3. The third aspect of our collaboration regards the reinforcement of the use of the internet as a media to popularise the results of professional research and to introduce the debate on Islamic science and technology in education, mass media and culture. This means that we continue our policy of putting different materials on the internet and to improve it by providing free access to more sophisticated materials such as original and translated texts, virtual museums, pictures and video presentations. The aim is to attain a critical mass of materials in order to make the presence of Islamic science on electronic media effective and not just symbolic. In this respect, a special attention should be devoted to building a digital library of scientific and technological texts, with the tools available now to the last generation of data bases, like a technical dictionary, powerful search facilities, analytic short articles, appropriate links to the existing materials on the net, etc.
The work in this field has begun several years ago and the websites of the FSTC are massively visited every day. Our common ambition is to enlarge the community that benefits from the work done so far and gain new visitors, like the scholars and experts who, for the most, work as individuals or in small groups, and receive little feedback on their academic work.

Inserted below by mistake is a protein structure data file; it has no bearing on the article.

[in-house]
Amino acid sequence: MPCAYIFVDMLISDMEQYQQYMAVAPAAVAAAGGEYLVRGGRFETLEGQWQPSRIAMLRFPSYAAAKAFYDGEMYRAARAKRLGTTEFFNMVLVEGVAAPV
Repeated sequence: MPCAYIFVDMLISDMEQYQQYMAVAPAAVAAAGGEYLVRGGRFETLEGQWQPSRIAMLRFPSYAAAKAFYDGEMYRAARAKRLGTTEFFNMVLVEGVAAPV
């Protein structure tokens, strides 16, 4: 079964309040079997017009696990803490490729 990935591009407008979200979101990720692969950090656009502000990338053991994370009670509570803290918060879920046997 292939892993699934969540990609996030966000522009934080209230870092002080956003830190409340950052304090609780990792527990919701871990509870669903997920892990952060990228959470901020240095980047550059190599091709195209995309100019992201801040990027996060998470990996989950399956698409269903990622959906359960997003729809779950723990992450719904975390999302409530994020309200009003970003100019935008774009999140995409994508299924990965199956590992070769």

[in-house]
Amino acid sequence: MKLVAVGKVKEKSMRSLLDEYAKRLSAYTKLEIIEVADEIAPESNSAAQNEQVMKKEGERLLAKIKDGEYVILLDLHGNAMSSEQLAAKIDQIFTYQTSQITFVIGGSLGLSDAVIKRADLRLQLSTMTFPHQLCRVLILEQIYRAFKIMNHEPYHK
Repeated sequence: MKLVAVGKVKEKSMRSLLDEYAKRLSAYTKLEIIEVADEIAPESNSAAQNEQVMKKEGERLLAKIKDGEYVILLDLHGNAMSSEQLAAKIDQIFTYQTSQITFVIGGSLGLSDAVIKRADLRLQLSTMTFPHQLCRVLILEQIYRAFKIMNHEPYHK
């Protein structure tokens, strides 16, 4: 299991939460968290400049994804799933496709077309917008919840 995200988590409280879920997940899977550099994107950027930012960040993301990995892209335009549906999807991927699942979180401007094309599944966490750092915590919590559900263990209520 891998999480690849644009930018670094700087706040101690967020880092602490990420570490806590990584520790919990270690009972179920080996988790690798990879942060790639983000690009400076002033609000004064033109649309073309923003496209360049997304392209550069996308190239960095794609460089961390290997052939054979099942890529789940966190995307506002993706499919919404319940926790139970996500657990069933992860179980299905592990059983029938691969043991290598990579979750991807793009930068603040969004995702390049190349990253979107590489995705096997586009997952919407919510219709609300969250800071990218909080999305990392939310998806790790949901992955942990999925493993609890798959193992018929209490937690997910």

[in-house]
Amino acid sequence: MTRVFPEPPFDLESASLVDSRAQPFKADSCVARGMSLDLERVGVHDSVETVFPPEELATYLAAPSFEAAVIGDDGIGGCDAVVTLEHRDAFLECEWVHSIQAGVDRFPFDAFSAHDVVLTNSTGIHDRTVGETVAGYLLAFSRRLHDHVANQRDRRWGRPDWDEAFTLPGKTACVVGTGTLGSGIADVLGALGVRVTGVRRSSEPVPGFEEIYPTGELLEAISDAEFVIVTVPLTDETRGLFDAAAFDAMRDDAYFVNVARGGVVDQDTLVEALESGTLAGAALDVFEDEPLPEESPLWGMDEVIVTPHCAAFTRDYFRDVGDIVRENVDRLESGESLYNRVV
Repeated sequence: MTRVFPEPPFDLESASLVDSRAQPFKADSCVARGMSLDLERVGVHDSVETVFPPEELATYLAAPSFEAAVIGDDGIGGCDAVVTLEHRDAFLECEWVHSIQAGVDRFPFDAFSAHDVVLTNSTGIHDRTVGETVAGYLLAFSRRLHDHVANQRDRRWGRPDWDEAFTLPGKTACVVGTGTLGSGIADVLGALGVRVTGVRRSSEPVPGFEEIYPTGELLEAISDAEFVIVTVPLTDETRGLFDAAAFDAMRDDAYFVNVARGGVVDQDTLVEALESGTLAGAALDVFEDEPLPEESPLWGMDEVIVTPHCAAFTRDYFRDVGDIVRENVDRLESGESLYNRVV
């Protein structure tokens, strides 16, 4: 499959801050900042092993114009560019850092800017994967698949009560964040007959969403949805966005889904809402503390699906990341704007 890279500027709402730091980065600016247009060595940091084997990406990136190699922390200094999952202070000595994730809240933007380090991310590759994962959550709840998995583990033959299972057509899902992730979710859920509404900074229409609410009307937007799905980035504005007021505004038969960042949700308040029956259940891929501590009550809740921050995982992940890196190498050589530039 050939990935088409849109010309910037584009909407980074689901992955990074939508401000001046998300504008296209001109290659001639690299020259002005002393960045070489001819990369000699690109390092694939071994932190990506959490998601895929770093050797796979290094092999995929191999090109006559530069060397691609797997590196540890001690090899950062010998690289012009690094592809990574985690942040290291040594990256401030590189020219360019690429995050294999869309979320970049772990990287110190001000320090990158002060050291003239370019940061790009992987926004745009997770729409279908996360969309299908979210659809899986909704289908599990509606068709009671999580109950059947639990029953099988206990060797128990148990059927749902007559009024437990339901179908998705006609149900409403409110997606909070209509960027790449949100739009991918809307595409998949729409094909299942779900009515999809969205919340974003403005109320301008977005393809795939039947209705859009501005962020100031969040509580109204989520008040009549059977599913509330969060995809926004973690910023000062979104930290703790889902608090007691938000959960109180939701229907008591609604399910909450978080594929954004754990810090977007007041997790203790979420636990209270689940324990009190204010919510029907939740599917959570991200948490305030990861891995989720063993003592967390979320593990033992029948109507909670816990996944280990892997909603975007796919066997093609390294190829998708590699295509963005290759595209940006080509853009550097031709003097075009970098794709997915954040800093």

Figure 10: Scheme of the program "Electronic Media at the service of Muslim Heritage".
The new methodological shift to orient the history of Muslim science and technological heritage will certainly correct the philological and textual inflation that marked the history of Islamic science as a discipline and turned it out as a narrow domain of research for scholars cut from other parts of historical knowledge and from present day life.
On another level, we should think also of the way to promote Muslim heritage and popularize it in the Arab and Muslim world. I am attempting this in Morocco, where the young people and students have a great thirst to learn and are highly receptive. Within our collaboration and with the conjunction of our efforts, I am sure we will achieve great results.
Click here to view the next page of References and further readings.
1 | 2 | Next
by: FSTC Limited, Wed 20 August, 2008